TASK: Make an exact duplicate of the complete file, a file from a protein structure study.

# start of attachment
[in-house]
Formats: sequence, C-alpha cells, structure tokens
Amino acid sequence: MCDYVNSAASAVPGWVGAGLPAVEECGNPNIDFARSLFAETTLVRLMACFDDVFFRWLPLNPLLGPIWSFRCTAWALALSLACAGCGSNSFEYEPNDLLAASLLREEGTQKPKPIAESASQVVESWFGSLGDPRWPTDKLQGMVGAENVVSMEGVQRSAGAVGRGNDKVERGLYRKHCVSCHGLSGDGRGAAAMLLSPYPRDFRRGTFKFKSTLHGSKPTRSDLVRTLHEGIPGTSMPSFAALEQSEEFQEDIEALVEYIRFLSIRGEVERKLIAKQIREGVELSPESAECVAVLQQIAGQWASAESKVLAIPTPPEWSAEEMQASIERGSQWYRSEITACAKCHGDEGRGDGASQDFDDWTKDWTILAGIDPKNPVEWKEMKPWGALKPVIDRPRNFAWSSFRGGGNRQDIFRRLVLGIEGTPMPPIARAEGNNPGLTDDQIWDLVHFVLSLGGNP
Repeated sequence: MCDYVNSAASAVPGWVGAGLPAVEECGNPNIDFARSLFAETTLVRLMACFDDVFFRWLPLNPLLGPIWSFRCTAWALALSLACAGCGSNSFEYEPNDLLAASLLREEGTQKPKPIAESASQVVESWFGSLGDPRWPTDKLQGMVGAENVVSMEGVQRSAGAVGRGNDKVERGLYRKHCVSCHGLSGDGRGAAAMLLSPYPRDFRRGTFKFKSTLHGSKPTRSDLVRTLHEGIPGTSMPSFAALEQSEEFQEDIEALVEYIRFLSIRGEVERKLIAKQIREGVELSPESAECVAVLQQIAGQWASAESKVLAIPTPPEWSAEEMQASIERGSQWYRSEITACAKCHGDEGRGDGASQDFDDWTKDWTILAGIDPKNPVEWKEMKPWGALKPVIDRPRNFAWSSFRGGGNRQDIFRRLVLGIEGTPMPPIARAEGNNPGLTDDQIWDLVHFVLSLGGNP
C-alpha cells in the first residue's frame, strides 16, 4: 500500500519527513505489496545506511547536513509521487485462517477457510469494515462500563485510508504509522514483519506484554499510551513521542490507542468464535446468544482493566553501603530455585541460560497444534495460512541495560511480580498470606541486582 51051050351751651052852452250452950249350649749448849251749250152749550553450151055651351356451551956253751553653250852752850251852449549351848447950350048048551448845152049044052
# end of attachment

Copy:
[in-house]
Formats: sequence, C-alpha cells, structure tokens
Amino acid sequence: MCDYVNSAASAVPGWVGAGLPAVEECGNPNIDFARSLFAETTLVRLMACFDDVFFRWLPLNPLLGPIWSFRCTAWALALSLACAGCGSNSFEYEPNDLLAASLLREEGTQKPKPIAESASQVVESWFGSLGDPRWPTDKLQGMVGAENVVSMEGVQRSAGAVGRGNDKVERGLYRKHCVSCHGLSGDGRGAAAMLLSPYPRDFRRGTFKFKSTLHGSKPTRSDLVRTLHEGIPGTSMPSFAALEQSEEFQEDIEALVEYIRFLSIRGEVERKLIAKQIREGVELSPESAECVAVLQQIAGQWASAESKVLAIPTPPEWSAEEMQASIERGSQWYRSEITACAKCHGDEGRGDGASQDFDDWTKDWTILAGIDPKNPVEWKEMKPWGALKPVIDRPRNFAWSSFRGGGNRQDIFRRLVLGIEGTPMPPIARAEGNNPGLTDDQIWDLVHFVLSLGGNP
Repeated sequence: MCDYVNSAASAVPGWVGAGLPAVEECGNPNIDFARSLFAETTLVRLMACFDDVFFRWLPLNPLLGPIWSFRCTAWALALSLACAGCGSNSFEYEPNDLLAASLLREEGTQKPKPIAESASQVVESWFGSLGDPRWPTDKLQGMVGAENVVSMEGVQRSAGAVGRGNDKVERGLYRKHCVSCHGLSGDGRGAAAMLLSPYPRDFRRGTFKFKSTLHGSKPTRSDLVRTLHEGIPGTSMPSFAALEQSEEFQEDIEALVEYIRFLSIRGEVERKLIAKQIREGVELSPESAECVAVLQQIAGQWASAESKVLAIPTPPEWSAEEMQASIERGSQWYRSEITACAKCHGDEGRGDGASQDFDDWTKDWTILAGIDPKNPVEWKEMKPWGALKPVIDRPRNFAWSSFRGGGNRQDIFRRLVLGIEGTPMPPIARAEGNNPGLTDDQIWDLVHFVLSLGGNP
C-alpha cells in the first residue's frame, strides 16, 4: 500500500519527513505489496545506511547536513509521487485462517477457510469494515462500563485510508504509522514483519506484554499510551513521542490507542468464535446468544482493566553501603530455585541460560497444534495460512541495560511480580498470606541486582 51051050351751651052852452250452950249350649749448849251749250152749550553450151055651351356451551956253751553653250852752850251852449549351848447950350048048551448845152049044052